"Oni diras, ke Esperanto estas facila lingvo."

Translation:One says that Esperanto is an easy language.

May 29, 2015

This discussion is locked.


I tried "It is said that Esperanto is an easy language" and it was accepted.


When are you supposed to use a comma with a subordinate clause?


Always, before "ke" ;-)


In English, that comma would be incorrect; also you optimize out "that" in that context (Strunk pushed for removing useless words). I guess the grammar is different in Esperanto.

In English, you'd have a sentence: "He says that Esperanto is easy." In this context, "He says Esepranto is easy" is equally correct and better form (it's more compact, thus more forceful: it stays more coherent in the listener's mind).

In Esperanto, the comma before "ke" is required, or simply convention? Is it correct to simply omit "ke"; and, if so, do you still need the comma? "Oni diras Esperanto estas facil lingvo" is correct or no?


I see you are learning German. The rule is the same. Before "dass", you use a comma. :)


This will be strange for me, since in Portuguese you never put a comma in subordinative clauses.


How are we supposed to distinguish between Tio and Ke? Can they just be used interchangeablly?


It sounds like the computer voice is not pronouncing both the "n" and "g" but is substituting a back n [ŋ] like we do in English in words such as "singer".


Why is ke used here to mean that, whereas tio is used in other lessons?


The answer is that there are two different ideas which in English are both referred to by the word "that".

(1) "That thing over there." This that refers to an object or an idea which is physically or conceptually some small distance away. In Esperanto, this is "tio".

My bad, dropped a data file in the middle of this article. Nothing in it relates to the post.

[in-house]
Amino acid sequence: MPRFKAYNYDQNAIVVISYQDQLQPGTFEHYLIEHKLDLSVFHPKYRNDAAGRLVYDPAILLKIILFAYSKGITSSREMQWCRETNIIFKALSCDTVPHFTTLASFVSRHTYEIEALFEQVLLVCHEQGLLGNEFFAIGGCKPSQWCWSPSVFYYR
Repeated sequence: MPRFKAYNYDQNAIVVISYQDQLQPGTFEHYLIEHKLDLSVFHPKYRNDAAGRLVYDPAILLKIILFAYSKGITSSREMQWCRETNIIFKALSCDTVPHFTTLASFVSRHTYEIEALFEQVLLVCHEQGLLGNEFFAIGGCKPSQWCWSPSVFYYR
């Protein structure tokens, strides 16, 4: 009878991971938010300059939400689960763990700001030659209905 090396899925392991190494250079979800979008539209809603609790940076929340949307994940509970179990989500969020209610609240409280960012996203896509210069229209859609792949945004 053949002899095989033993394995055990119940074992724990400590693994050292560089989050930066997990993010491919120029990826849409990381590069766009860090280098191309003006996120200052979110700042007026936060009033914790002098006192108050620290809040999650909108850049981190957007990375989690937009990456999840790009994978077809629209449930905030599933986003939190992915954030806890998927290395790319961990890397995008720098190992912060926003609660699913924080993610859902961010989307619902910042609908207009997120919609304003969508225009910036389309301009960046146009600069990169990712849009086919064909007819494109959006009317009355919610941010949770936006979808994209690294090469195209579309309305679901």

(2) "I want to tell you that there is a clear answer to your question." This that is being used to introduce a clause. In Esperanto, we use "ke" for this.


Esperanto estas tre facila, ĉu ne?


Mas o mano. I suppose it takes a little to get use with, with the accusatives.


Hear hear! ...'s a lingot :)


jes esperanto estas tre falicila


Esperanto estas malfacila, sed Esperanto estas pli facila ol la hispanan, la germanan, etc.


chu vi pensas same kiel?


Would "One could say" also be correct for "Oni diras"? If no, why not?


I read the notes, but I'm still confused on the grammatical use of "Oni". Does it mean "they"? or the number one?


Esperanto oni is a non-specified / generic personal pronoun. In English it would in most cases probably be translated as a non-specific "one", "you", "they".

English Wiktionary, on the Esperanto pronoun "one".
English Wiktionary, on the English pronoun "one".

Considering you've recently leveled up to 7 in Esperanto, I guess you've already learned that the number "one" (i.e. 1) is called unu in Esperanto, but I'm adding this reply in case someone else has got the same question later on.


Why is Esperanto the only language that is capitalized?


To distinguish between esperanto (one who hopes) and Esperanto (Esperanto - the language) the latter has an initial uppercase-"e".

The -ant- part is the present active participle (compare English's "~ing"; (explanation borrowed from Lernu! (lernu.net)), and esper'o means hope.

(Interesting fact: Originally, the language was called "Lingvo internacia" (or Internacia lingvo), i.e. "International language.)


First I pictured, "Bona ideas..." and after that I misspelled the e-o word for facile as falicia

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